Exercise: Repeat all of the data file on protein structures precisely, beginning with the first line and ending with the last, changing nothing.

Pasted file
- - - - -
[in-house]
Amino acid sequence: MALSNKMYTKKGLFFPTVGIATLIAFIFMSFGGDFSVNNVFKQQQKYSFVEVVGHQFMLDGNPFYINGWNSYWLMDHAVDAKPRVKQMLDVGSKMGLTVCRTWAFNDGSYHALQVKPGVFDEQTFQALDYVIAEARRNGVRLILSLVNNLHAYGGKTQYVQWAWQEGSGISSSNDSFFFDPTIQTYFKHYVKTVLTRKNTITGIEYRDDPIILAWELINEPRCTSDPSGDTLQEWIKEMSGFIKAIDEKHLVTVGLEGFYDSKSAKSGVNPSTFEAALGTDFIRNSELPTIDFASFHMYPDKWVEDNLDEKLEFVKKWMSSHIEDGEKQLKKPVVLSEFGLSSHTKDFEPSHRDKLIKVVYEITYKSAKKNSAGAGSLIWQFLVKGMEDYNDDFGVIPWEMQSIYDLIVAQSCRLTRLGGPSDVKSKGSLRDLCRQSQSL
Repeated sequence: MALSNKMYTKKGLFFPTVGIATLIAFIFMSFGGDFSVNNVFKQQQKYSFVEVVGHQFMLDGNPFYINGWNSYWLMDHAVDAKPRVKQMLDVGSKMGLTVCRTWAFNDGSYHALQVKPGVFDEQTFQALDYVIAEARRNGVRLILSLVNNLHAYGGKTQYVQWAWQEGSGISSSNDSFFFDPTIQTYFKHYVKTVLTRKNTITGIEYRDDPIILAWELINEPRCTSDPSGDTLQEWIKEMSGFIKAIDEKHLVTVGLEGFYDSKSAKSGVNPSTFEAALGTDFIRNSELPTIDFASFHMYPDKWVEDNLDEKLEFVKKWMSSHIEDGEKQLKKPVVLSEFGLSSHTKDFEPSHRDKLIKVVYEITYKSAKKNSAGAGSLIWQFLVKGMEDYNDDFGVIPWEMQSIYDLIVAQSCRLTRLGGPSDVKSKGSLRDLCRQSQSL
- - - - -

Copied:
[in-house]
Amino acid sequence: MALSNKMYTKKGLFFPTVGIATLIAFIFMSFGGDFSVNNVFKQQQKYSFVEVVGHQFMLDGNPFYINGWNSYWLMDHAVDAKPRVKQMLDVGSKMGLTVCRTWAFNDGSYHALQVKPGVFDEQTFQALDYVIAEARRNGVRLILSLVNNLHAYGGKTQYVQWAWQEGSGISSSNDSFFFDPTIQTYFKHYVKTVLTRKNTITGIEYRDDPIILAWELINEPRCTSDPSGDTLQEWIKEMSGFIKAIDEKHLVTVGLEGFYDSKSAKSGVNPSTFEAALGTDFIRNSELPTIDFASFHMYPDKWVEDNLDEKLEFVKKWMSSHIEDGEKQLKKPVVLSEFGLSSHTKDFEPSHRDKLIKVVYEITYKSAKKNSAGAGSLIWQFLVKGMEDYNDDFGVIPWEMQSIYDLIVAQSCRLTRLGGPSDVKSKGSLRDLCRQSQSL
Repeated sequence: MALSNKMYTKKGLFFPTVGIATLIAFIFMSFGGDFSVNNVFKQQQKYSFVEVVGHQFMLDGNPFYINGWNSYWLMDHAVDAKPRVKQMLDVGSKMGLTVCRTWAFNDGSYHALQVKPGVFDEQTFQALDYVIAEARRNGVRLILSLVNNLHAYGGKTQYVQWAWQEGSGISSSNDSFFFDPTIQTYFKHYVKTVLTRKNTITGIEYRDDPIILAWELINEPRCTSDPSGDTLQEWIKEMSGFIKAIDEKHLVTVGLEGFYDSKSAKSGVNPSTFEAALGTDFIRNSELPTIDFASFHMYPDKWVEDNLDEKLEFVKKWMSSHIEDGEKQLKKPVVLSEFGLSSHTKDFEPSHRDKLIKVVYEITYKSAKKNSAGAGSLIWQFLVKGMEDYNDDFGVIPWEMQSIYDLIVAQSCRLTRLGGPSDVKSKGSLRDLCRQSQSL